Dillian Whyte on Monday signed the contract for his WBC heavyweight title fight versus Tyson Fury on April 23 at London's Wembley Stadium, and the fight was made official by Top Rank on Friday.
Whyte signed the deal hours ahead of the organization's midnight CT deadline to keep the bout intact.
There remains one issue related to Whyte's contract that the WBC has been asked to rule on, sources said. Still, Whyte's signature on the dotted line concludes weeks of drama and uncertainty surrounding the lead-up to another anticipated Fury fight.
"Tyson Fury coming home to fight under the arch at Wembley Stadium is a fitting reward for the No.1 heavyweight in the world following his exploits across the Atlantic in his epic trilogy against Deontay Wilder," promoter Frank Warren said Friday in a statement. "The fact that this mandatory defense of his WBC title comes against another Brit only adds to the occasion. They are two of the biggest characters in British sport and both normally have plenty to say for themselves.
"It is going to be an incredible night and a huge occasion for sport in this country that will capture the imagination of fans right across the world."
Whyte, sources said, asked to participate in the financial upside of the event in exchange for promoting the fight. The bout, an ESPN pay-per-view in the United States, is expected to sell out the 90,000-seat stadium. Fury-Whyte will be a BT Sport pay-per-view in the United Kingdom.
The 34-year-old Whyte, who is usually media friendly and active on social channels, has been practically silent, even in the face of Fury's taunts, since promoter Frank Warren won the rights to the fight with a record $41,025,000 bid at last month's auction.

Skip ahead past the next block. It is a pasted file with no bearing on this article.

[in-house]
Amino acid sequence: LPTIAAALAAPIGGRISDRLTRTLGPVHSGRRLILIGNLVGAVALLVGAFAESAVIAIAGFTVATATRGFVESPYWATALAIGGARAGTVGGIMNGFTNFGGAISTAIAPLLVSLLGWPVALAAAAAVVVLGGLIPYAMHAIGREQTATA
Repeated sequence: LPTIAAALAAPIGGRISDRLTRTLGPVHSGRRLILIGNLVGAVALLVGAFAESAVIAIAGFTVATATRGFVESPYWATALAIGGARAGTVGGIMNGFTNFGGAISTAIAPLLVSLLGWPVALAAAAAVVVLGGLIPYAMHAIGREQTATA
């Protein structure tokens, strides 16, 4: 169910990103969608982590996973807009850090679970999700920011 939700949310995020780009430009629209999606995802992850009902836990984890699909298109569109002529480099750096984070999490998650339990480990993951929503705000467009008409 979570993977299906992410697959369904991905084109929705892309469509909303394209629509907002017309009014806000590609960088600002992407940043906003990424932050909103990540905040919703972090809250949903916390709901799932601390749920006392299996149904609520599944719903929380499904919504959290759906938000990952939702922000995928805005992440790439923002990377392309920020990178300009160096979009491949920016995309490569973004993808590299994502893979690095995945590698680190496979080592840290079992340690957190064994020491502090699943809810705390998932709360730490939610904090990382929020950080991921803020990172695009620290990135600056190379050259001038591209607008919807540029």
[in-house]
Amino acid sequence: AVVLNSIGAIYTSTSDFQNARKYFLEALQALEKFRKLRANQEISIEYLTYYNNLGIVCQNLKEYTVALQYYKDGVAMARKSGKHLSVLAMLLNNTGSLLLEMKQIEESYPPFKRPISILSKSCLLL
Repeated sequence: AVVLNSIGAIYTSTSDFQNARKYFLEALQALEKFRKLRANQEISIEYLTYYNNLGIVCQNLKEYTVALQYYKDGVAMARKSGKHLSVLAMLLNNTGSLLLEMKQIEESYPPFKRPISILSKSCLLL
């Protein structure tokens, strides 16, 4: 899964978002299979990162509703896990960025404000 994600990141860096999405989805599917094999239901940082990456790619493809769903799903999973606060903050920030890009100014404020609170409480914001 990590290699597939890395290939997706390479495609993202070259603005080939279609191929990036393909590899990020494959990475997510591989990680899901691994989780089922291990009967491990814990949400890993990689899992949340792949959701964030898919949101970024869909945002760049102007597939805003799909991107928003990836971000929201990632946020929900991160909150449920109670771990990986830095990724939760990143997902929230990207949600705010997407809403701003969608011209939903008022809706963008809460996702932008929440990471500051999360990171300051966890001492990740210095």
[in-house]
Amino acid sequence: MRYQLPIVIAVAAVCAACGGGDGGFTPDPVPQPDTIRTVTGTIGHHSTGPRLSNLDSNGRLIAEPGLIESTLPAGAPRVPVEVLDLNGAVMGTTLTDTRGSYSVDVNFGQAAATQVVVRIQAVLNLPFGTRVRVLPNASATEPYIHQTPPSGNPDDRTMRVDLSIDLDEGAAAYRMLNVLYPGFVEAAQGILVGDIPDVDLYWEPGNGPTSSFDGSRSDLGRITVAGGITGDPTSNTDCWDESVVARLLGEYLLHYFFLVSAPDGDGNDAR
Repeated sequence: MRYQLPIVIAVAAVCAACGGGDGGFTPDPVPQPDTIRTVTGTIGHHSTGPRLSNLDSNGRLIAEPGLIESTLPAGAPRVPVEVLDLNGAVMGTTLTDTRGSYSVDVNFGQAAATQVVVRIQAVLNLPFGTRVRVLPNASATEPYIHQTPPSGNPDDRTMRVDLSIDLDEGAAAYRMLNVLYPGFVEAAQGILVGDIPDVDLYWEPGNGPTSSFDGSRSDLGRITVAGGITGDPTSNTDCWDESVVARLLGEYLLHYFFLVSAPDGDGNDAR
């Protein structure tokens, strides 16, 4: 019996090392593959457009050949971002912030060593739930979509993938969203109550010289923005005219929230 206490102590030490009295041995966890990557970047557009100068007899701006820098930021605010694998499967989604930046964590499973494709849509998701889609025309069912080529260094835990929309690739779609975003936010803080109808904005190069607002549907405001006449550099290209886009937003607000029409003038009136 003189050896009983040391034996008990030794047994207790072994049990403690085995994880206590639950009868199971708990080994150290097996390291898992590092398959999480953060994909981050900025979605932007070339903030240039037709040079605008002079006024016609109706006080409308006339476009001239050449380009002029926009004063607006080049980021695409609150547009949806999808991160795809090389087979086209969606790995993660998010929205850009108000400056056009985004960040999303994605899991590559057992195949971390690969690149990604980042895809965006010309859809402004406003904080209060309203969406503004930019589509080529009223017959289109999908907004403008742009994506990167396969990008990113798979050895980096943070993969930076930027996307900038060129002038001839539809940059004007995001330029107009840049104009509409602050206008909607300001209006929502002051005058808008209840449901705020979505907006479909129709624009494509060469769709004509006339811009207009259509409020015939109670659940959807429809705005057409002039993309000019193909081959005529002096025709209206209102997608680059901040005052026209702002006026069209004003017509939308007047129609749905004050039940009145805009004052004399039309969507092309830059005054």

"I can't wait to punch Dillian Whyte's face right in, mate," Fury (31-0-1, 22 KOs) said last month. "I'm going to give him the best hiding he's ever had in his life. Dillian Whyte, train hard, sucker, because you're getting annihilated, bum."
Fury, the champion, will earn $29,538,000. Whyte, the WBC's longtime No. 1 contender, will make $7,384,500. A bonus of $4,102,500 will go to the winner, 10% of the winning bid, per WBC rules.
Even with a career-high payday and his long-awaited title shot secured, Whyte pushed for more. Perhaps the long delay to sign the contract was simply Whyte's way of playing mind games, but now he'll have to find a way to win the biggest fight of his life.
Whyte (28-2, 19 KOs) was the WBC's No. 1 contender for more than 1,000 days without a title shot before he was upset by Alexander Povetkin in August 2020. Whyte avenged the knockout with a TKO of Povetkin in March 2021 to regain his status as the WBC's No. 1 contender. ESPN's No. 6 heavyweight, Whyte is arguably the most accomplished active boxer to never receive a title shot. He owns wins over Joseph Parker and Derek Chisora along with a TKO loss to Anthony Joshua in 2015.
The bout against Whyte, a fellow Englishman, will be Fury's first in the U.K. since an August 2018 win over Francesco Pianeta. That was Fury's second comeback fight, after he relinquished his unified heavyweight championship as he struggled with substance abuse and depression.
A win over Whyte would once again set up Fury, 33, for a fight for the undisputed heavyweight championship. Oleksandr Usyk and Joshua are expected to meet again in the spring in the U.K., and whoever emerges with three titles could meet Fury later this year.